OHS Canada Magazine

Criminal prosecutions appear to be rising for health and safety crimes: Norm Keith

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August 23, 2023
By Norm Keith

Health & Safety Law Legal Norm Keith

Close-up Of Businessman Hand Holding Metal Bars In Jail with dark environments

The enduring legal legacy of the Westray Mine disaster in Nova Scotia is the Bill C-45 amendment to the Criminal Code that established the new crime of occupational health and safety (OHS) criminal negligence for individuals and organizations.

Often referred to as the Westray Bill, it introduced a legal duty and accountability for corporate and individual persons to take “reasonable steps to prevent bodily harm” in the Criminal Code. Recent charges in Ontario, and elsewhere in Canada, have seen an increase in the use of the Westray Bill as an enforcement mechanism.


On May 9, 1992, twenty-six miners died at the Westray Mine in Pictou County, Nova Scotia, when an explosion and fire ripped through the underground coal mine. A failed criminal prosecution of two mine managers and the corporate mine owner, together with the withdrawal of 52 health and safety charges by the Nova Scotia regulator, were not the only legal consequences from that tragedy. There was a highly publicized public inquiry that made a number of recommendations including amendments to the Criminal Code.

However, the Westray Bill took a long time to be passed into law. On March 31, 2004, almost twelve years after the mining disaster, the Westray Bill became law.

Now a corporate employer may be found guilty of OHS criminal negligence if one or more of its representatives (i.e., employees) are criminally negligent, its senior officer failed to take reasonable safety measures, and there are a significant causal connection between the conduct and the death or bodily harm of an individual and the corporate failures. In other words, an employer may now be charged and convicted for OHS criminal negligence causing injury or death from a workplace accident if it violates the legal duty in the Criminal Code.


That legal duty reads as follows: “Everyone who undertakes, or has the authority, to direct how another person does work or performs a task is under a legal duty to take reasonable steps to prevent bodily harm to that person, or any other person, arising from the work or task.”

The offence is further complicated for an organization by the legal test for whether a corporate defendant is party to a negligence-based offence.

In the Criminal Code that provision is section 22.1. Section 22.1 has two elements that must be proven by the prosecutor, both of which must be proven beyond a reasonable doubt to convict a corporation of a negligence-based offence.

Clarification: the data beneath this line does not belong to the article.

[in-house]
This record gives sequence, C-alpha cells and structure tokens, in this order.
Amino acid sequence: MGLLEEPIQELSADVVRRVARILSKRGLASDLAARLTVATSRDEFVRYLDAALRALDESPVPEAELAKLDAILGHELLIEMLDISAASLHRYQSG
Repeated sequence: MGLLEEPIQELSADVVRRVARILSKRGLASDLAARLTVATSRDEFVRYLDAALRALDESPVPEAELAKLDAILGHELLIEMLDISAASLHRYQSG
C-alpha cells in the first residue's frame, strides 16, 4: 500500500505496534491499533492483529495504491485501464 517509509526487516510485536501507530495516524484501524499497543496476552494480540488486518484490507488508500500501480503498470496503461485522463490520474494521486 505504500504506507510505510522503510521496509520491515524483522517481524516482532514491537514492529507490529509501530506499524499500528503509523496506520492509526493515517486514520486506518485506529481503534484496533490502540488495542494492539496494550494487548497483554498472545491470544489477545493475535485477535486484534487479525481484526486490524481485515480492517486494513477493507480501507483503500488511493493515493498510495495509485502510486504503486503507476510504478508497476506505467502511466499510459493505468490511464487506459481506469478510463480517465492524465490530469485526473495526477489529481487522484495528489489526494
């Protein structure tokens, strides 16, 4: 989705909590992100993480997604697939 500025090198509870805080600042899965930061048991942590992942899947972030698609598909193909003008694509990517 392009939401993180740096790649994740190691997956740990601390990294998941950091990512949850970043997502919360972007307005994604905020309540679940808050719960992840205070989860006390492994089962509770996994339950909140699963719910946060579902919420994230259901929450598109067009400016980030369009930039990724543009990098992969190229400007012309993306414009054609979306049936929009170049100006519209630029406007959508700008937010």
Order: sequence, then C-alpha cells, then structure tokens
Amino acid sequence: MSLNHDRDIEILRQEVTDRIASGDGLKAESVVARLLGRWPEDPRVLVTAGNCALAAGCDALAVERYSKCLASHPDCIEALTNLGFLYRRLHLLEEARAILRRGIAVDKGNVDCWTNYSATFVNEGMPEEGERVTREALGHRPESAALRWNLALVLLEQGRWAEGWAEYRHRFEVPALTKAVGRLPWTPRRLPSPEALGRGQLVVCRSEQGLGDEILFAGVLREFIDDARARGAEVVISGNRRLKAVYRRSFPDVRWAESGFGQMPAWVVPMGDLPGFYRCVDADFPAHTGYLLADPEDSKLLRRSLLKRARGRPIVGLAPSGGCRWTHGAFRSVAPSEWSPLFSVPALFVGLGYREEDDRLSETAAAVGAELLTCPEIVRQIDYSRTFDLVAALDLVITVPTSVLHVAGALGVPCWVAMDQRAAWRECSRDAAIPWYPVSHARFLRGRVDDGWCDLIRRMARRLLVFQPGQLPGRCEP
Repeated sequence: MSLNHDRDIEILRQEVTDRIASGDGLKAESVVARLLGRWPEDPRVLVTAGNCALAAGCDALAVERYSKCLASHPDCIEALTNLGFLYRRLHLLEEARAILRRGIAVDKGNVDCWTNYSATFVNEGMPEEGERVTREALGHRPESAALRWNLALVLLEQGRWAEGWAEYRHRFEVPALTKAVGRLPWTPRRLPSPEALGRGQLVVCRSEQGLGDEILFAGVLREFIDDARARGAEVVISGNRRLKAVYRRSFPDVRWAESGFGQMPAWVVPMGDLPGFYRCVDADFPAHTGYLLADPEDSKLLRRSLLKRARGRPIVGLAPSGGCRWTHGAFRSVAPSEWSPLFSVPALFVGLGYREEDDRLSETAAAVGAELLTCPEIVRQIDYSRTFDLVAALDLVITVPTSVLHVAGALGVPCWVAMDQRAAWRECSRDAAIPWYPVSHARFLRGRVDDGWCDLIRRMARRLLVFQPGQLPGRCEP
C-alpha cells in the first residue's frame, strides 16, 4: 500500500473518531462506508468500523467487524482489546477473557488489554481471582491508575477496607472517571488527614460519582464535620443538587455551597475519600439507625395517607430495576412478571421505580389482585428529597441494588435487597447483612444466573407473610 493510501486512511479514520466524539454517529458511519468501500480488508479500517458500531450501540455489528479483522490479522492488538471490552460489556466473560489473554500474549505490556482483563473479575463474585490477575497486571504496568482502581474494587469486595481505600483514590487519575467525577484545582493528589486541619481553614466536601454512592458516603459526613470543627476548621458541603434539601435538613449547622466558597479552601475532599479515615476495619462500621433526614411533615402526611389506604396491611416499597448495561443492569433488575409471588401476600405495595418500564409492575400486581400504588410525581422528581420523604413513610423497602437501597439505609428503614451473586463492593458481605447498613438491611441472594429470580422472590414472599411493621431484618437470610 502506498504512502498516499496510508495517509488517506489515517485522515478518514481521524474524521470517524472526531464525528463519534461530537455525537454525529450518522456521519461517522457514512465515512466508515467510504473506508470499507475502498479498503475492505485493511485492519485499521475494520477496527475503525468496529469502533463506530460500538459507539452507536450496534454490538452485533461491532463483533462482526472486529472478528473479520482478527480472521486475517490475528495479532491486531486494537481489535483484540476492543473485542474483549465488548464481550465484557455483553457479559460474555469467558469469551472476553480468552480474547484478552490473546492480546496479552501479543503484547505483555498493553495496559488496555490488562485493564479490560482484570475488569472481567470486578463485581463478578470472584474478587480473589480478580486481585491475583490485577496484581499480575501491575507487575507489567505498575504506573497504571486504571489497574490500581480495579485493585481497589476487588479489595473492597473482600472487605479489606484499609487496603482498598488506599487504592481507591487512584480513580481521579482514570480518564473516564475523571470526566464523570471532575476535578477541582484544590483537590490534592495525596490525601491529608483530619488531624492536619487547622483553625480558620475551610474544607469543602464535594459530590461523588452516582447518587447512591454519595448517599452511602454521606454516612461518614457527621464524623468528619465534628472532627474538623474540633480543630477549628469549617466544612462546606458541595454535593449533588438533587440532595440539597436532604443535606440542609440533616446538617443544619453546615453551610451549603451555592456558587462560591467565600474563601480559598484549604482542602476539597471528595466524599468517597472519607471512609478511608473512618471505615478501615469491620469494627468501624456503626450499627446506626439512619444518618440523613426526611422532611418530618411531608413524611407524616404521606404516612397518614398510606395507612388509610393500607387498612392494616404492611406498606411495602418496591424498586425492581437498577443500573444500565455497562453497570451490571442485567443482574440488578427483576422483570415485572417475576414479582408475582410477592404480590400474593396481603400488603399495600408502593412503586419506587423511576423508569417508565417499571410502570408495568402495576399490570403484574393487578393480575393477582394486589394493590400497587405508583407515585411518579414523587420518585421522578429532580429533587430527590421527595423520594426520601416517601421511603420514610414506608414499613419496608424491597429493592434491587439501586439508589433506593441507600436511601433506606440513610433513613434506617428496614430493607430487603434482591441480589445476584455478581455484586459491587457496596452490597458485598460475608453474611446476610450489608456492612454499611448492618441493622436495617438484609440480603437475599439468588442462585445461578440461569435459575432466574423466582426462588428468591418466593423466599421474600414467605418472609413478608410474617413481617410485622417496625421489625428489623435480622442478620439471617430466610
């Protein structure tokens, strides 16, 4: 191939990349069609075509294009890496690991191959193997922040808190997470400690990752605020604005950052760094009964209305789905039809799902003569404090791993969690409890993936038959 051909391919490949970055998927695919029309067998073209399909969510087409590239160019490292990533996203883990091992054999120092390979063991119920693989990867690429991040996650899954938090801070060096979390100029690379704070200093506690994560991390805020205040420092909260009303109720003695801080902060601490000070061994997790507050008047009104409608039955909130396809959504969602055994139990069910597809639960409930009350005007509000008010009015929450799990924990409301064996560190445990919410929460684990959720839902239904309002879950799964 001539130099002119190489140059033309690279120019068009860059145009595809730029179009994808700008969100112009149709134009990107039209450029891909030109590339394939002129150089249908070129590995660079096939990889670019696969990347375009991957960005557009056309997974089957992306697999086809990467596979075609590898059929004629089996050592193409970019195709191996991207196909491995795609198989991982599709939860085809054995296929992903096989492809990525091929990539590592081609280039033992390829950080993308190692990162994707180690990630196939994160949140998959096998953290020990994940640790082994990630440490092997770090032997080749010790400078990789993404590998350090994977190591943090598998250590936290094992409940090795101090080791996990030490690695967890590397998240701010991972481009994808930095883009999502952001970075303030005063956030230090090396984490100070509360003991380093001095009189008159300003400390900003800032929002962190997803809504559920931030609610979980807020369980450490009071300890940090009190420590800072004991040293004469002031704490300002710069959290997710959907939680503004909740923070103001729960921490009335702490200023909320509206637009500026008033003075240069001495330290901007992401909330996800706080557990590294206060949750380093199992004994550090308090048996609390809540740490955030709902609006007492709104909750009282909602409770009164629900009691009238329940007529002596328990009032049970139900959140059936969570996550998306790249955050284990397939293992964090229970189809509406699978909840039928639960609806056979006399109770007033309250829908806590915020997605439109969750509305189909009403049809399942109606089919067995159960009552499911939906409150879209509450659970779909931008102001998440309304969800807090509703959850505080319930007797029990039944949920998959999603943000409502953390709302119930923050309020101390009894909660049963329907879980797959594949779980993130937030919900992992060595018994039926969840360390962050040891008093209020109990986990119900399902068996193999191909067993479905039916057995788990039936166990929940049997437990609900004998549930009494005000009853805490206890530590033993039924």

First, a representative (and two or more representatives will be treated as a single representative for the purposes of this section) of the corporation must be party to the offence.
Second, a senior officer must have failed to prevent the representative from being party to the offence and in failing to do so, the senior officer must have departed markedly from a standard of conduct that is reasonable in the circumstances to prevent the representative from being party to the offence.

Senior officer is defined in s. 2 of the Code as a representative, meaning any director, partner, employee, member, agent, or contractor of a corporation, who either creates corporate policy or is responsible for managing its implementation. The Westray Bill expanded corporate liability by eliminating the prosecution’s duty to prove that a person is a directing mind of the corporation responsible for creating policy.

To prove an accused corporation is guilty of OHS criminal negligence under s. 219 of the Code, the prosecution must prove beyond a reasonable doubt i) the identity of representative who was criminally negligent, ii) that the accused had a legal duty to take reasonable steps to prevent bodily harm, and iii) the accused showed a “wanton or reckless disregard for the lives or safety of others.”

Through the enactment of s. 217.1, the new legal duty to take reasonable steps to prevent harm to workers and any other person that is applicable to persons directing work. It also imposes a duty on those who either undertake or have authority to direct work. Directors, managers, and supervisors, as well as lower-level employees, including foremen and lead-hands could all have to duty to take reasonable steps to prevent harm to others.

The prosecution also must prove beyond a reasonable doubt that there is a marked and substantial departure for a finding of criminal negligence. The requisite mental element in criminal negligence is the minimal intent of awareness of advertence to, or wilful blindness to the threat to the lives or safety of others.